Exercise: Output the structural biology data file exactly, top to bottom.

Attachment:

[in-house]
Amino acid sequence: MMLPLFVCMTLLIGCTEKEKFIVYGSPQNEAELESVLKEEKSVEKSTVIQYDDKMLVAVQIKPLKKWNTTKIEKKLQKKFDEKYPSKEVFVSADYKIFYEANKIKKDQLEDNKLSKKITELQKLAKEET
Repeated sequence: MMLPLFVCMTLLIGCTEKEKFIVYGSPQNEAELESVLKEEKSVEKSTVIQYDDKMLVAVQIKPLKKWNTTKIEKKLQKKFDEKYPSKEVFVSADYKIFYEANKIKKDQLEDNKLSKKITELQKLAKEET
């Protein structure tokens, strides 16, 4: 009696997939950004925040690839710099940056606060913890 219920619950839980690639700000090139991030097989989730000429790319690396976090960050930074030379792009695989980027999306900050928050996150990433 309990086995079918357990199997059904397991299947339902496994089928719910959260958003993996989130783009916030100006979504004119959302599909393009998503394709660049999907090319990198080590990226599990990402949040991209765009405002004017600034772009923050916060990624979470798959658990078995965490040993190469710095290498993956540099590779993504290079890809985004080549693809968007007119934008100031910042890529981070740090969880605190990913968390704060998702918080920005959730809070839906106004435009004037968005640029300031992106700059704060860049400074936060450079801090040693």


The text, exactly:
[in-house]
Amino acid sequence: MMLPLFVCMTLLIGCTEKEKFIVYGSPQNEAELESVLKEEKSVEKSTVIQYDDKMLVAVQIKPLKKWNTTKIEKKLQKKFDEKYPSKEVFVSADYKIFYEANKIKKDQLEDNKLSKKITELQKLAKEET
Repeated sequence: MMLPLFVCMTLLIGCTEKEKFIVYGSPQNEAELESVLKEEKSVEKSTVIQYDDKMLVAVQIKPLKKWNTTKIEKKLQKKFDEKYPSKEVFVSADYKIFYEANKIKKDQLEDNKLSKKITELQKLAKEET
């Protein structure tokens, strides 16, 4: 009696997939950004925040690839710099940056606060913890 219920619950839980690639700000090139991030097989989730000429790319690396976090960050930074030379792009695989980027999306900050928050996150990433 309990086995079918357990199997059904397991299947339902496994089928719910959260958003993996989130783009916030100006979504004119959302599909393009998503394709660049999907090319990198080590990226599990990402949040991209765009405002004017600034772009923050916060990624979470798959658990078995965490040993190469710095290498993956540099590779993504290079890809985004080549693809968007007119934008100031910042890529981070740090969880605190990913968390704060998702918080920005959730809070839906106004435009004037968005640029300031992106700059704060860049400074936060450079801090040693």